An incredible field finished behind Dressel, with all eight men once again finishing under 42 seconds. Leading the way was Missouri senior Michael Chadwick, whose 40.95 now makes him the 4th-fastest ever in the event and was the 6th-fastest performance ever. NC State junior Ryan Held touched in 41.21, moving up him to 7th-fastest ever in the event.
The rest of the field touched within 0.09 of each other. USC junior Dylan Carter touched in 41.76, while teammate Santo Condorelli and Longhorn Brett Ringgold tied for 5th with 41.77. Sam Perry of Stanford and Blake Pieroni of Indiana rounded finished in 41.80 and 41.85 respectively.
It doesn’t look like this event will get any easier next year, as seven of the eight A-finalists are juniors, with Chadwick the only senior.
1. Texas 462
2. California 273
3. Florida 253.5
4. NC State 234.5
5. Indiana 200.5
6. Stanford 198
7. Southern Cali 189
8. Missouri 165.5
9. Univ of Georgia 152
10. Louisville 123.5
200 BREASTSTROKE – Finals
NCAA record: 1:48.12 Will Licon (Texas) 3-26-2016 American record: 1:48.12 Will Licon (Texas) 3-26-2016 U.S. Open record: 1:48.12 Will Licon (Texas) 3-26-2016
- 2016 NCAA Champion: Will Licon (Texas) – 1:48.12
Another race, another record. Like we said, Will Licon appeared to be on cruise control this morning and primed for a record tonight. Sure enough, the Longhorn went out under record pace, built a body length lead by the 100, and took down his own US Open, American, and NCAA record with a 1:47.91, becoming the first man to break the 1:48.00 barrier. Licon now has five of the ten fastest times in history in this event. Kevin Cordes has four, while Josh Prenot has one.
Alabama senior Anton McKee held down the 2nd position from wire-to-wire, ultimately touching in 1:51.22, a time that makes him the 9th-fastest performer ever in the event. Three men jockeyed for 3rd place behind McKee. Virginia Tech’s Brandon Fiala was 3rd at the 50, but was overtaken by South Carolina’s Nils Wich-Glasen at the halfway point. He himself was run down by Texas A&M junior Mauro Castillo, who held on to take 3rd in 1:52.09. Fiala would eventually finish 4th in 1:52.71, while Wich-Glasen took 6th in 1:52.87. Between them was Louisville’s Carlos Claverie (1:52.81), while Marat Amaltdinov of Purude and Trent Jackson of Notre Dame finished 7th and 8th in 1:53.04 and 1:55.24, respectively.
200 YARD BUTTERFLY – Finals
NCAA record: 1:37.97 Joseph Schooling (Texas) 3-25-2016 American record: 1:38.06, Jack Conger (Texas) 3-25-2016 U.S. Open record: 1:37.97 Joseph Schooling (Texas) 3-25-2016
- 2016 NCAA Champion: Joseph Schooling (Texas) – 1:37.97
Senior Jack Conger earned his first individual title in the last individual race of his NCAA career, and he did it in record fashion, setting the fourth US Open and American Record of the evening. Conger went out in 21.65, way ahead of record pace, built a body length lead by the 150, and ultimately touched in 1:37.35, over six-tenths faster than the previous US Open Record, set by Conger’s Texas teammate Joseph Schooling at last year’s NCAA.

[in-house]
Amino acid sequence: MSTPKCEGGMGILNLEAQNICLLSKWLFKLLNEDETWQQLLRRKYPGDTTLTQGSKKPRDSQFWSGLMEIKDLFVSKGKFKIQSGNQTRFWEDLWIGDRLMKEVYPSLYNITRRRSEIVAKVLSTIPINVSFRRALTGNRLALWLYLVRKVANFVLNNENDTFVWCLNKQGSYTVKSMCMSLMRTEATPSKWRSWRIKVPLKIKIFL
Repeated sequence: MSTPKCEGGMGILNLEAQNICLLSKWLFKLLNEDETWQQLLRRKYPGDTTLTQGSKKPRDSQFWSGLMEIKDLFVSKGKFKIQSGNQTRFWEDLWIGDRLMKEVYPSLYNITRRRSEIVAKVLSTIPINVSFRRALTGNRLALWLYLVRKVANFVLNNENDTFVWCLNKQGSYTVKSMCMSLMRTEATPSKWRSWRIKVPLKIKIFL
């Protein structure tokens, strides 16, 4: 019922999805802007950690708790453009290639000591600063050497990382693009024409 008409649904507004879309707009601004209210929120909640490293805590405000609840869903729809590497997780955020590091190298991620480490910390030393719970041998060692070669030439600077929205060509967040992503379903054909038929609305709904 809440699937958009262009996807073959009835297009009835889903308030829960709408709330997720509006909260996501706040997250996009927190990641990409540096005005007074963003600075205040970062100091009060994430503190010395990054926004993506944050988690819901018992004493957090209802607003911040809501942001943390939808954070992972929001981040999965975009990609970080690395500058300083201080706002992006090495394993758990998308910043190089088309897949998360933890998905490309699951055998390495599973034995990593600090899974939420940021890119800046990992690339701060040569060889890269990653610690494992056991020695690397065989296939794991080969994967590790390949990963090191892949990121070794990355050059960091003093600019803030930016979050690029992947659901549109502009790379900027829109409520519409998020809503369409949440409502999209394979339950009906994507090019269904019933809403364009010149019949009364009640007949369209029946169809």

California swimmer Zheng Quah and Andrew Seliskar ran 2nd and 3rd behind Conger for most of the race. Quah held his place, touching in 1:38.83, which makes him the 3rd-fastest swimmer ever, behind only Conger and Schooling. Georgia junior Gunnar Bentz is known for strong final 50s no matter what the event, stormed home in 25.25, almost a second faster than anyone else in the field, to pick up 3rd in 1:40.07. Teammate Pace Clark touched in 1:40.41, followed by NC State’s Andreas Vazaois in 1:40.80. Seliskar’s faded to 6th, finishing in 1:40.91. Arizona’s Justin Wright took 7th in 1:40.94, while Georgia’s Chase Kalisz was disqualified for a false start.
Team Scores Including Platform
1. Texas 502
2. California 319
3. Florida 260.5
4. NC State 248.5
5. Stanford 214
6. Indiana 207.5
7. Southern Cali 205
8. Univ of Georgia 183
9. Missouri 165.5
10. Louisville 143.5
Heading into the final relay, Texas and California have secured 1st and 2nd place finishes. Florida will be 3rd, baring a some going awfully wrong in the final relay, in which case NC State could jump ahead of them. Spots #5-7 will come down to the relay. If Stanford, Indiana, and USC, finish where they did in prelims, then there won’t be a change in team standings, but Stanford slipping could allow USC to pass them. Missouri will need to win the B-final to overtake Georgia for 8th.
400 YARD FREESTYLE RELAY – Finals
NCAA record: 2:46.03, Auburn, 02-21-2009
- American record: 2:47.02, Texas, 03-28-2009
U.S. Open record:2:46.03, Auburn, 02-21-2009
- 2016 NCAA Champion: NC State (2:46.81)
- Texas, 2:45.39
- Florida, 2:46.21
- Southern California, 2:47.33
Wow. The Longhorns have been rolling all week, and they wrapped up things nicely with a new US Open record. Joseph Schooling was reportedly sick this week, and missed the 200 fly final, but managed to throw down a 41.02 split to overcome the Florida Gators and touch in 2:45.39, the fastest swim ever. Since Schooling represents Singapore internationally, the American Record of 2:47.02 still stands.
The Gators led off with Caeleb Dressel, whose 40.48 ranks as the 3rd-fastest swim ever, and put Florida in the lead through the 300, despite the next two Longhorns outsplitting the 2nd and 3rd Gator legs. Ultimately, Florida touched in 2:46.21, just off the US Open record themselves
It was a Pac 12 show from places 3 through 6. Third pace went to a Southern Cal team that has been red hot this week, with three of four legs going under 42 to touch in 2:47.33. The Golden Bears took 4th, with a 41.73 split by Ryan Murphy leading the way on his last NCAA swim ever. Stanford’s Sam Perry led off with a 41.77, the second time today he hit the mark, with another two swims today at 41.71 and 41.80, as the Cardinal took 5th in 2:48.80.
Arizona State dropped some time from this morning, finishing 6th in 2:49.00, thanks to a 42.29 leadoff by Cameron Craig and a 41.80 anchor by Richard Bohus. The Sun Devils beat out a Wolfpack squad renowned for its sprinting, as NC State was just 42 split short, despite Ryan Held‘s 41.36 lead off time. ASU finished in 2:49.00, NC State in 2:49.09 Indiana closed things out with a 2:49.53, led by a 41.91 split by Blake Pieroni.
1. Texas 542
2. California 349
3. Florida 294.5
4. NC State 272.5
5. Stanford 242
6. Southern Cali 237
7. Indiana 229.5
8. Univ of Georgia 183
9. Missouri 179.5
10. Alabama 153.5
11. Louisville 143.5
12. Auburn 127.5
13. Purdue 106.5
14. Arizona State 100
15. South Carolina 99
16. Texas A&M 87
17. Michigan 82
18. Wisconsin 63
19. Ohio St 58.5
20. Tennessee 55
21. University of Miami 51
22. Virginia Tech 48
23. Minnesota 43
24. Arizona 36.5
25. Notre Dame 29
26. Lsu 28
27. Harvard 24
28. Penn St 23
28. Northwestern 23
30. Denver 19
31. Florida State 16 32. Duke 12
33. George Washington 9 34. Pittsburgh 8
35. Cornell 7 36. UNC 6
37. Kentucky 4
38. University of Wyoming 3
39. Hawaii 2
39. Penn 2
39. Missouri State 2
42. Towson 1
42. Yale 1